for file in archive.namelist():
                        yield bz2.open(archive.open(file))

    return None

and then used it like this:

# the path directories to the data sets
# accepts tar files, zipped files or 
# directory with bz2 file(s)
market_paths = [
    './2020_12_DecRacingPro.zip',
    './PRO',
    './2021_01_JanRacingPro.tar'
]

... 

for file_obj in load_markets(market_paths):
    stream = trading.streaming.create_historical_generator_stream(
        file_path=file_obj,
        listener=listener,
    )

    def get_pre_post_final(s):
        with patch("builtins.open", lambda f, _: f):  

This means we can pass in the tar and/or zipped file in its compressed form and/or directory with individual bz2 files in it and not worry about extracting the file contents, or having to handle the logic of iterating over the inner nested file structure.

File paths

The program will look at the file path you pass in relative to the location of the script you're running. So it will start by looking in the same folder it's saved in and then follow your navigation instructions from there, using / to indicate a folder and ../ to navigate up a level in the folder structure.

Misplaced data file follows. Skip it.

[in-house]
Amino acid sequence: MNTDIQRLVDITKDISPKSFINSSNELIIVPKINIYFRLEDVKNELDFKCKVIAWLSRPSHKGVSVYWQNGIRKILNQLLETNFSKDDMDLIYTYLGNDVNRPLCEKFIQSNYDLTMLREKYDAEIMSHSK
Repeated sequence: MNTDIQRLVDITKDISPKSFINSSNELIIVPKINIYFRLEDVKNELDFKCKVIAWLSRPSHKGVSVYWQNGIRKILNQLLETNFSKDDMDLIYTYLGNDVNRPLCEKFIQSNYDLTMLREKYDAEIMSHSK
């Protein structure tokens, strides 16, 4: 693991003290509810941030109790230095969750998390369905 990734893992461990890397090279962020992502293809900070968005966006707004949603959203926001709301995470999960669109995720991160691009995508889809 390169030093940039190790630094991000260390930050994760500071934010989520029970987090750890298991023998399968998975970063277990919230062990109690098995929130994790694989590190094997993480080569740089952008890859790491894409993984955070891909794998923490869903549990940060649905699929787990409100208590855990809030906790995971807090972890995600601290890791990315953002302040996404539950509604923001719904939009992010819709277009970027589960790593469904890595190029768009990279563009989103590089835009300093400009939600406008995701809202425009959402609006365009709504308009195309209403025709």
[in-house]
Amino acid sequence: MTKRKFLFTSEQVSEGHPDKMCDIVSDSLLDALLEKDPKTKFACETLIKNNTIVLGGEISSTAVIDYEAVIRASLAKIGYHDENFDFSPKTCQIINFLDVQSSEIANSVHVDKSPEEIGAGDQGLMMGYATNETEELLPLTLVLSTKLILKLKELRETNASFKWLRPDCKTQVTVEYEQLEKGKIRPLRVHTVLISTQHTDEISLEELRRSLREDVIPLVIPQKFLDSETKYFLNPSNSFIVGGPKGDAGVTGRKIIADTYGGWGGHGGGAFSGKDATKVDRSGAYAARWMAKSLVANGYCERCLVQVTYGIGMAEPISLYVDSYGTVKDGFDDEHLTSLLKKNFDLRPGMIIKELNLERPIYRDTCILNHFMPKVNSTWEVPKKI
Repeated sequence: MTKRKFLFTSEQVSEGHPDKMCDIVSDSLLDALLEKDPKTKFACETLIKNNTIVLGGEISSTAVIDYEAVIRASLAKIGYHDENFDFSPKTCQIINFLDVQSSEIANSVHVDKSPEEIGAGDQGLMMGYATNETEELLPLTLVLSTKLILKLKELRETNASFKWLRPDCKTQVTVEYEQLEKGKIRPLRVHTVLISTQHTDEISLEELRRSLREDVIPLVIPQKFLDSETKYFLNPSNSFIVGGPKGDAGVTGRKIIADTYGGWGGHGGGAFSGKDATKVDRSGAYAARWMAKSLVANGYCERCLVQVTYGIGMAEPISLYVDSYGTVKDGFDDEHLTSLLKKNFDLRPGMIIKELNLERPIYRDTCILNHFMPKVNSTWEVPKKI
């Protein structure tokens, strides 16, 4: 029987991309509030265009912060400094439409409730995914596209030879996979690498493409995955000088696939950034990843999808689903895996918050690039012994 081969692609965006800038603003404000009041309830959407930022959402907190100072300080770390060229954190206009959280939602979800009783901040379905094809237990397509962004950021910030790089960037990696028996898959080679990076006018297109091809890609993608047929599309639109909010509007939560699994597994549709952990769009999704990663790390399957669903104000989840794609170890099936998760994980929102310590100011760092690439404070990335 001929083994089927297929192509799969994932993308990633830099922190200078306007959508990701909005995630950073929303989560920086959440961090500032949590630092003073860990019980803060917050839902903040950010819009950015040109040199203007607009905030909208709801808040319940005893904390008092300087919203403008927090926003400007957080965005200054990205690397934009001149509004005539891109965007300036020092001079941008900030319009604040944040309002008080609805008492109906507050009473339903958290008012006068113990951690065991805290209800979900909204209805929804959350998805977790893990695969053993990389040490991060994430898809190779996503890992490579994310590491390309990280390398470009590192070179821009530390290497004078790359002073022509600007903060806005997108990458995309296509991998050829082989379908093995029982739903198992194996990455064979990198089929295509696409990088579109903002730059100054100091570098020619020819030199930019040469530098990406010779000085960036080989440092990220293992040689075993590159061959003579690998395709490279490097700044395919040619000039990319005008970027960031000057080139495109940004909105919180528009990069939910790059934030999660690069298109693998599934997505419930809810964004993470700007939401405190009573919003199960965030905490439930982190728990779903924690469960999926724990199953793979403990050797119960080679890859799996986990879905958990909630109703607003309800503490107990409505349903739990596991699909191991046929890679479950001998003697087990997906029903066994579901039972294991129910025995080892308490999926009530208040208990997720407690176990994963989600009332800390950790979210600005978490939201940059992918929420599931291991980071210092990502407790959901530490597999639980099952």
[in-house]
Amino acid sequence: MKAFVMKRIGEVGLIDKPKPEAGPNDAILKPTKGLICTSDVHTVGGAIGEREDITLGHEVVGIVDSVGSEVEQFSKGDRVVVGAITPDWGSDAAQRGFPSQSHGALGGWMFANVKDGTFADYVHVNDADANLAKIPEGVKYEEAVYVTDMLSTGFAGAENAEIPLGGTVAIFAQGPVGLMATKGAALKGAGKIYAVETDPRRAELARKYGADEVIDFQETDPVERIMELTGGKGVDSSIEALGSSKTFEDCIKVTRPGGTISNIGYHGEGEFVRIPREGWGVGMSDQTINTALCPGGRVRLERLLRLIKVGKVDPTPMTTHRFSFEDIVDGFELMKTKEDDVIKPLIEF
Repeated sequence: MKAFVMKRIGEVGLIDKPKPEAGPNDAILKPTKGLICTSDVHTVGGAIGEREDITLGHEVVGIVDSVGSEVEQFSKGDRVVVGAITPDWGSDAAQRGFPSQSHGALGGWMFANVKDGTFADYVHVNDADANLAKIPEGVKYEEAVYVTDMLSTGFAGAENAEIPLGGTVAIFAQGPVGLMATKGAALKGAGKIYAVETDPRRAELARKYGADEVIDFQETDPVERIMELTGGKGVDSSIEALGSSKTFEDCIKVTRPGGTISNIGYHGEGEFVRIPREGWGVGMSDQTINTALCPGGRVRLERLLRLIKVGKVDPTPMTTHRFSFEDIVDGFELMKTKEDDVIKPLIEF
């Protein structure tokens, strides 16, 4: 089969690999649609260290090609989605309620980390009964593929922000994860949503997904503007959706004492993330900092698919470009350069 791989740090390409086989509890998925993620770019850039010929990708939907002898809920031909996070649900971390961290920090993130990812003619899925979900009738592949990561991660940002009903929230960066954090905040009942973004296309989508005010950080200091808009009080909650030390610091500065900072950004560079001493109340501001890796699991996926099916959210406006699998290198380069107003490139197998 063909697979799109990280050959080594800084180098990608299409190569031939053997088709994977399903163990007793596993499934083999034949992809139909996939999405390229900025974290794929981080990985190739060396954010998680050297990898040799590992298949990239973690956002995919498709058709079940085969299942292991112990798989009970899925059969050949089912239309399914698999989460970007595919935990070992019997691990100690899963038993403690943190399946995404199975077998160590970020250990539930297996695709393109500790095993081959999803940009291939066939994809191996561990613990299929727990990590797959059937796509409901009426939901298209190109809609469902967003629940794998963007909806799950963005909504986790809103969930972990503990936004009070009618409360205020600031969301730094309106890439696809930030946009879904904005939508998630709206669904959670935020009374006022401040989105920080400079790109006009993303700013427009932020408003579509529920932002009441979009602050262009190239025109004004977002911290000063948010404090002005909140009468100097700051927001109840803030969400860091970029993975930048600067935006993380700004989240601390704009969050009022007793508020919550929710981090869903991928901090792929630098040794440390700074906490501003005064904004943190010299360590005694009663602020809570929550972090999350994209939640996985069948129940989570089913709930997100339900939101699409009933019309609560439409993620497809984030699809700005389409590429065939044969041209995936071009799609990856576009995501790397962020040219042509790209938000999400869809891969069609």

If our example the data files sit in the same folder as the script (./PRO).

If it were in a folder at the same level as the folder that our script is in then we'd need to navigate 'up' a level (using ../) and then into the folder housing the data, i.e. '../dataFolder/PRO' and if the data were in a different folder within the same folder as our script file we'd use './dataFolder/PRO' etc.


Type definitions

If you're used to working in strongly typed languages, especially those with type definitions, you might find it a bit frustrating to try and figure out where you can access the different data types, for example market name or runner BSP. There are some things you can do to make this a bit easier, other than digging into the betfairlightweight source code, which was where we started.

If you want to look at the definitions from the source code:

There are some Python extensions you can use in your ide that go some way to helping here.

# importing data types
import betfairlightweight
from betfairlightweight.resources.bettingresources import (
    PriceSize,
    MarketBook
)

Market summary data